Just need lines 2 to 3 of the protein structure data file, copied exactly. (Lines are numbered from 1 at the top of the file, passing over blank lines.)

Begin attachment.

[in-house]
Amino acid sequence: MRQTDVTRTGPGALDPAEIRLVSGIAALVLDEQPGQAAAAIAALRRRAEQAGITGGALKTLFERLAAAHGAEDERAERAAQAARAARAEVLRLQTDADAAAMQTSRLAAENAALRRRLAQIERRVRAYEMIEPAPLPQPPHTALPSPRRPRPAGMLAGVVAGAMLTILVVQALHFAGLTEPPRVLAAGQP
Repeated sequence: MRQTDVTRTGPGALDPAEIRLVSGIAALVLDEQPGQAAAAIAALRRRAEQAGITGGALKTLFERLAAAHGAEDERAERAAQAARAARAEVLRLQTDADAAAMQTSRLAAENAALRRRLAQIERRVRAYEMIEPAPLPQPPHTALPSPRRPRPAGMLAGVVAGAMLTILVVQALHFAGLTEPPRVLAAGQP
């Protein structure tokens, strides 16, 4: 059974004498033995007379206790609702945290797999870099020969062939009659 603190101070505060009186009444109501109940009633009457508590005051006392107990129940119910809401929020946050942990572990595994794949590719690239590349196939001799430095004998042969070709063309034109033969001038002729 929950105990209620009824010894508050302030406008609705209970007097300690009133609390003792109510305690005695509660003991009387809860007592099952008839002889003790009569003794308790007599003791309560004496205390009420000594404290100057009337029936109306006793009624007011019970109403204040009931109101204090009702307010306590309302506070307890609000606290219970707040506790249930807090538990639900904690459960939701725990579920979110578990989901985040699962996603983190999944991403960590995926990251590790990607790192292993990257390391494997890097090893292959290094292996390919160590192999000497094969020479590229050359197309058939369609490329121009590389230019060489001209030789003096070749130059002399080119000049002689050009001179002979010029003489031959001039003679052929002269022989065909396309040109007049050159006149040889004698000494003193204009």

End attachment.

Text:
Amino acid sequence: MRQTDVTRTGPGALDPAEIRLVSGIAALVLDEQPGQAAAAIAALRRRAEQAGITGGALKTLFERLAAAHGAEDERAERAAQAARAARAEVLRLQTDADAAAMQTSRLAAENAALRRRLAQIERRVRAYEMIEPAPLPQPPHTALPSPRRPRPAGMLAGVVAGAMLTILVVQALHFAGLTEPPRVLAAGQP
Repeated sequence: MRQTDVTRTGPGALDPAEIRLVSGIAALVLDEQPGQAAAAIAALRRRAEQAGITGGALKTLFERLAAAHGAEDERAERAAQAARAARAEVLRLQTDADAAAMQTSRLAAENAALRRRLAQIERRVRAYEMIEPAPLPQPPHTALPSPRRPRPAGMLAGVVAGAMLTILVVQALHFAGLTEPPRVLAAGQP